Nutr Res Pract.  2019 Apr;13(2):115-125. 10.4162/nrp.2019.13.2.115.

Association between vitamin D intake and bone mineral density in Koreans aged ≥ 50 years: analysis of the 2009 Korea National Health and Nutrition Examination Survey using a newly established vitamin D database

Affiliations
  • 1Food and Nutrition Major, Woosong University, Daejeon 34606, Korea.
  • 2Department of Food and Nutrition, Daejeon Institute of Science and Technology, Daejeon 35408, Korea.
  • 3Department of Food and Nutrition, Chungnam National University, 99 Daehak-ro, Yuseong-gu, Daejeon 34134, Korea. sunly@cnu.ac.kr

Abstract

BACKGROUND/OBJECTIVES
Vitamin D plays an important role in skeletal growth and maintenance and in the prevention of various diseases. We investigated the relationship between vitamin D intake and bone mineral density (BMD) in Korean adults aged ≥ 50 years using the 2009 Korea National Health and Nutrition Examination Survey data.
SUBJECTS/METHODS
This study was conducted in 1,808 subjects aged ≥ 50 years with BMD data in Korea. Dietary vitamin D levels were assessed by the 24-hour recall method. BMD was measured using dual-energy X-ray absorptiometry. We investigated general characteristics and the association between these characteristics, vitamin D status, and BMD.
RESULTS
Vitamin D intake was significantly lower in the osteoporosis group among women (P < 0.05). Among all subjects, the higher the serum 25(OH)D concentration, the higher the whole-body total BMD (WBT-BMD), femoral total hip BMD, and femoral neck BMD (P < 0.01). In the serum vitamin D-deficient group of both the total population and women, serum 25(OH)D concentration was associated with WBT-BMD (P < 0.05). Among women with a calcium intake < 537.74 mg/day, BMD of those with a vitamin D intake > 2.51 µg/day (average intake of women) was higher than that of women with a vitamin D intake ≤ 2.51 µg/day (P < 0.001).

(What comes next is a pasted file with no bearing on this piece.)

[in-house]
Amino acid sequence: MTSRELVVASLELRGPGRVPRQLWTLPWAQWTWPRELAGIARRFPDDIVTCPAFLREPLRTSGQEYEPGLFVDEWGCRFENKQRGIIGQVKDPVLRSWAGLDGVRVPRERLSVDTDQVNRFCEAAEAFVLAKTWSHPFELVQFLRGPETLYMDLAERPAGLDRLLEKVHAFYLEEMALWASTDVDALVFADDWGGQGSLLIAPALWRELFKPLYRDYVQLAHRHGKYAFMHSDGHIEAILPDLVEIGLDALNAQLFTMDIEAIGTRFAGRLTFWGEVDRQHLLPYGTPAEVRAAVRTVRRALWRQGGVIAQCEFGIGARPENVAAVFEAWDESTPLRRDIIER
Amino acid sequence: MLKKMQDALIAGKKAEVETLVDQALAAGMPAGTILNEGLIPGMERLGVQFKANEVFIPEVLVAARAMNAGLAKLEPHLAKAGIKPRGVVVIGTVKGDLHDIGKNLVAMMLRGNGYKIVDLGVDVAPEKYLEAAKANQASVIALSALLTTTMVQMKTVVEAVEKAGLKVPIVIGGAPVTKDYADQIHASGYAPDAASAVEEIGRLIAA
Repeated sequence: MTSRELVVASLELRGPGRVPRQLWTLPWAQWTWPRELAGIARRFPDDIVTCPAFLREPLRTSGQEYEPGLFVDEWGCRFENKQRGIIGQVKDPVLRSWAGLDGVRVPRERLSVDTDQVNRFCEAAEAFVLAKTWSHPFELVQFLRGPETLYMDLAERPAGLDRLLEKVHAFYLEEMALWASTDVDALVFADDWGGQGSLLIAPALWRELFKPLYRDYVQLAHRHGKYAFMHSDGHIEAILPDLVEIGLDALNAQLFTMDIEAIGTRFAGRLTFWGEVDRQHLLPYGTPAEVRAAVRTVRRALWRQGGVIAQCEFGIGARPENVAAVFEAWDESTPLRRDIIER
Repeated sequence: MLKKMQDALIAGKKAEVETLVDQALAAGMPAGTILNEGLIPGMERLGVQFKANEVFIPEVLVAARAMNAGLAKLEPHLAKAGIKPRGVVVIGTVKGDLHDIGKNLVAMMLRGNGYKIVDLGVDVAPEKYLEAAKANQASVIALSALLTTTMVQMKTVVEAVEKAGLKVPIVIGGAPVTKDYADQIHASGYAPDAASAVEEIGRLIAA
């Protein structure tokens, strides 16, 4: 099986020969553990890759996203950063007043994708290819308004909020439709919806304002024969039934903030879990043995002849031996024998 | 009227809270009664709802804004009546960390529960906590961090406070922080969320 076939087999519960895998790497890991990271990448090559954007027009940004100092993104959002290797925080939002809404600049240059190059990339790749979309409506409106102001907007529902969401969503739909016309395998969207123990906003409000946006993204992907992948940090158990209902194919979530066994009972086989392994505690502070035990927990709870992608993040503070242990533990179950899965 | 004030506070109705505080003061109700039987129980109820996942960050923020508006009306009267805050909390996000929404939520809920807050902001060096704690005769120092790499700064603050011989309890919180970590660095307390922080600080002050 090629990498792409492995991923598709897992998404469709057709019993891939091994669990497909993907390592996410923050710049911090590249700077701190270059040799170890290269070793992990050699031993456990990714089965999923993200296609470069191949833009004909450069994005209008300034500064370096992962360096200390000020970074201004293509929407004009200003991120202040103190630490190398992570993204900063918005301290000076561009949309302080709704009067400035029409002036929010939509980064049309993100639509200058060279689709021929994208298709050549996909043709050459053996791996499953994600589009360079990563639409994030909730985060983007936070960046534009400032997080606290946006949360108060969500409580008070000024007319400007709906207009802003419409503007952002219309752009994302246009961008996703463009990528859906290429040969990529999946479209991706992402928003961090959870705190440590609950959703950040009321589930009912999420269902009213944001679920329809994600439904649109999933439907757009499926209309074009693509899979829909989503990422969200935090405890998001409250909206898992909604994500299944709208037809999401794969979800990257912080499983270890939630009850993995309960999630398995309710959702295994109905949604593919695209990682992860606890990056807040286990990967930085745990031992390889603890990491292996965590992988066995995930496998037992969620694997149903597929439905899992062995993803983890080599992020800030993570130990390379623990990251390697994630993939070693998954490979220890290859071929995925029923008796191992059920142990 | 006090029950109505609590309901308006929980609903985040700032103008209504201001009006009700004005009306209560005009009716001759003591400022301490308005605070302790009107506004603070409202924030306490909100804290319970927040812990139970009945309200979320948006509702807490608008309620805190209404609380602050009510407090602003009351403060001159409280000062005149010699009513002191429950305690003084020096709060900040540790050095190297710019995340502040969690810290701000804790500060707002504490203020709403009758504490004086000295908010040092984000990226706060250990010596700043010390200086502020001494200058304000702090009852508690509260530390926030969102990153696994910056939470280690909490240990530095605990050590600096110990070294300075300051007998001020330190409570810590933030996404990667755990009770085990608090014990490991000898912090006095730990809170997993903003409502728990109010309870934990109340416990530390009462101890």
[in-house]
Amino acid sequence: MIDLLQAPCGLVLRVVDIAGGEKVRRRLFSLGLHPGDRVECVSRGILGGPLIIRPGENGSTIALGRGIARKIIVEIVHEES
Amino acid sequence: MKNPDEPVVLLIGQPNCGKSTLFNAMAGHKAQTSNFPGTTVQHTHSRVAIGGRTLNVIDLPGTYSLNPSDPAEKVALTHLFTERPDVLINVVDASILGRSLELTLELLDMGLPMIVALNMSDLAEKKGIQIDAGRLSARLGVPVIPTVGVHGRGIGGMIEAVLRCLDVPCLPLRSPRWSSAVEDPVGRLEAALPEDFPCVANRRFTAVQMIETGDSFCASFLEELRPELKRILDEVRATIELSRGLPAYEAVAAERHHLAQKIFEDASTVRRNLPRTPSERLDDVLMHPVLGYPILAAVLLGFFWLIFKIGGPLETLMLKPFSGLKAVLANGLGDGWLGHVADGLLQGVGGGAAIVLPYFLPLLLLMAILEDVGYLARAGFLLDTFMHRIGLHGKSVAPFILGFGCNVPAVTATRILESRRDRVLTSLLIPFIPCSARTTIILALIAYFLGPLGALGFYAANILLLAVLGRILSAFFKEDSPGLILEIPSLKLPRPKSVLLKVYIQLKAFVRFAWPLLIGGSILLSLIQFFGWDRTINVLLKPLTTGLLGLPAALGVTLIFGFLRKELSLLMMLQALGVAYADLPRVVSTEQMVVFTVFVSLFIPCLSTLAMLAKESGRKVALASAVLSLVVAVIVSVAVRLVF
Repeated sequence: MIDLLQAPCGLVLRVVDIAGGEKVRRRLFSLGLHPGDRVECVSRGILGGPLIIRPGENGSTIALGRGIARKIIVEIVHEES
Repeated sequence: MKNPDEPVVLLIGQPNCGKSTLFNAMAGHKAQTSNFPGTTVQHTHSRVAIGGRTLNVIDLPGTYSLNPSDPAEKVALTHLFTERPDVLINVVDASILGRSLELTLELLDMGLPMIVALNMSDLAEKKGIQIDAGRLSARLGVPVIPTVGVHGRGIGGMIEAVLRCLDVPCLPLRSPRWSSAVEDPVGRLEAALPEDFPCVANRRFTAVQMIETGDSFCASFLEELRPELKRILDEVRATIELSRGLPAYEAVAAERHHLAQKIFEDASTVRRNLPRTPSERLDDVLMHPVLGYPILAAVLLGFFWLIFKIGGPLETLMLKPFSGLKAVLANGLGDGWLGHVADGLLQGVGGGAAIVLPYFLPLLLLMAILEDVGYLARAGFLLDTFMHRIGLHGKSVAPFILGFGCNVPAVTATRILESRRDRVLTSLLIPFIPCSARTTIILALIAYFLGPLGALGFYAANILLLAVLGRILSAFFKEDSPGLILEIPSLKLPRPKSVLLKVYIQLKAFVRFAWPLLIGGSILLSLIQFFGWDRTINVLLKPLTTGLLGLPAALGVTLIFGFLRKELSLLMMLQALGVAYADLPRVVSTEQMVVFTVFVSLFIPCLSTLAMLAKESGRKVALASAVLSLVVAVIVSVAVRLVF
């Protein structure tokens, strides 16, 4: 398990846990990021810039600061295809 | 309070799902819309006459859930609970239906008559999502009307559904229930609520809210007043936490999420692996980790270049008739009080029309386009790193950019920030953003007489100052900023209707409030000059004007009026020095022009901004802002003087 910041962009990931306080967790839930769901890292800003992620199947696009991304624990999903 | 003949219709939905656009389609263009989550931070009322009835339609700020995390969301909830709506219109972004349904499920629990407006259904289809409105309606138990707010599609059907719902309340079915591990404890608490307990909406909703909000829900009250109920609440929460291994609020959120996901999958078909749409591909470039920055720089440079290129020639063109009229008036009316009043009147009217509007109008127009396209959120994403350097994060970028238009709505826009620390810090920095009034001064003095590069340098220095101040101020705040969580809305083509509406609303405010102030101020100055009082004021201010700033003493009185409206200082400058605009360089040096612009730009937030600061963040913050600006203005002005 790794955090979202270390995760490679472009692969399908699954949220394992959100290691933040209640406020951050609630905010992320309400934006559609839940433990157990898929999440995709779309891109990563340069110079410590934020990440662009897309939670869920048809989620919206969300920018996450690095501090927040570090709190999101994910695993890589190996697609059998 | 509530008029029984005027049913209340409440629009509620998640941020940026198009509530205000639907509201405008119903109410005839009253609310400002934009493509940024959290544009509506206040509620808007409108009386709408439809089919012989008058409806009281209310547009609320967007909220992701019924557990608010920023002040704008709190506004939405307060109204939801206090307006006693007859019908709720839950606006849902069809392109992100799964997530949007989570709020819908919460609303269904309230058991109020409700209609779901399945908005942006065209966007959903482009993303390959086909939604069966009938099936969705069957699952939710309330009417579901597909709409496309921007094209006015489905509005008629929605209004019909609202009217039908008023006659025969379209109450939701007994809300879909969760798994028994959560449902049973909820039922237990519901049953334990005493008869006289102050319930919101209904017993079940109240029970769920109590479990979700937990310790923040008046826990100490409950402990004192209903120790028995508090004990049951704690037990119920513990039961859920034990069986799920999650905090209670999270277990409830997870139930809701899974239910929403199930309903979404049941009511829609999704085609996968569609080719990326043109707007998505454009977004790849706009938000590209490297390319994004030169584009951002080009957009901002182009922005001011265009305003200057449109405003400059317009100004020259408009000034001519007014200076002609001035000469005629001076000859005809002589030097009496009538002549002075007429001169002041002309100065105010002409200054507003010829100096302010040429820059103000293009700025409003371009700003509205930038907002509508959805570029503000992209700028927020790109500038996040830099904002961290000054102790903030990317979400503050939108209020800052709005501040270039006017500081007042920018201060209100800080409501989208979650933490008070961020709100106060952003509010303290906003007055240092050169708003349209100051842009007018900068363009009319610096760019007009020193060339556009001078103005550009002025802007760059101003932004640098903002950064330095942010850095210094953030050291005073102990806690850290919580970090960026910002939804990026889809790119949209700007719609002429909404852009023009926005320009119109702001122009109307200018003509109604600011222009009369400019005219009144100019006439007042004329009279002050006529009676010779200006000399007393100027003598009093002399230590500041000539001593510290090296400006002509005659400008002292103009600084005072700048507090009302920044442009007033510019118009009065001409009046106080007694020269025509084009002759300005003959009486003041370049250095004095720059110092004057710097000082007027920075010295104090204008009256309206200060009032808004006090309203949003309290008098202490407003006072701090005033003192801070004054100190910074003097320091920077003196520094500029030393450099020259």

CONCLUSIONS
Korean adults should increase their BMD by increasing serum 25(OH)D concentration. Furthermore, increasing vitamin D intake could improve BMD, especially in Korean women who consume less calcium than the estimated average requirement.

Keyword

Vitamin D intake; bone mineral density; osteoporosis; 25(OH)D

MeSH Terms

Absorptiometry, Photon
Adult
Bone Density*
Calcium
Female
Femur Neck
Hip
Humans
Korea*
Methods
Nutrition Surveys*
Osteoporosis
Vitamin D*
Vitamins*
Calcium
Vitamin D
Vitamins

Figure

  • Fig. 1 Differences in whole-body total bone mineral density (WBT-BMD) of subjects with a higher- and lower-than-average daily vitamin D intake by calcium intake quartiles. Average daily vitamin D intake: total subjects (3.47 µg/day), men (3.88 µg/day), women (2.51 µg/day). Calcium intake levels: total subjects [Q1: < 278 mg (n = 452), Q2: 278 ~ < 416 mg (n = 452), Q3: 416 ~ < 628 mg (n = 452), and Q4; ≥ 628 mg (n = 452)]. men [Q1: < 327 mg (n = 225), Q2: 327 ~ < 484 mg (n = 225), Q3: 484 ~ < 699 mg (n = 225), and Q4; ≥ 699 mg (n = 225)]. women [Q1: < 237 mg (n = 227), Q2: 237 ~ < 367 mg (n = 229), Q3: 367 ~ < 538 mg (n = 226), and Q4; ≥ 538 mg (n = 226)]. WBT-BMD values are presented as Mean ± SE. F-values were obtained based on the results of the complex samples general linear model. ***P < 0.001.


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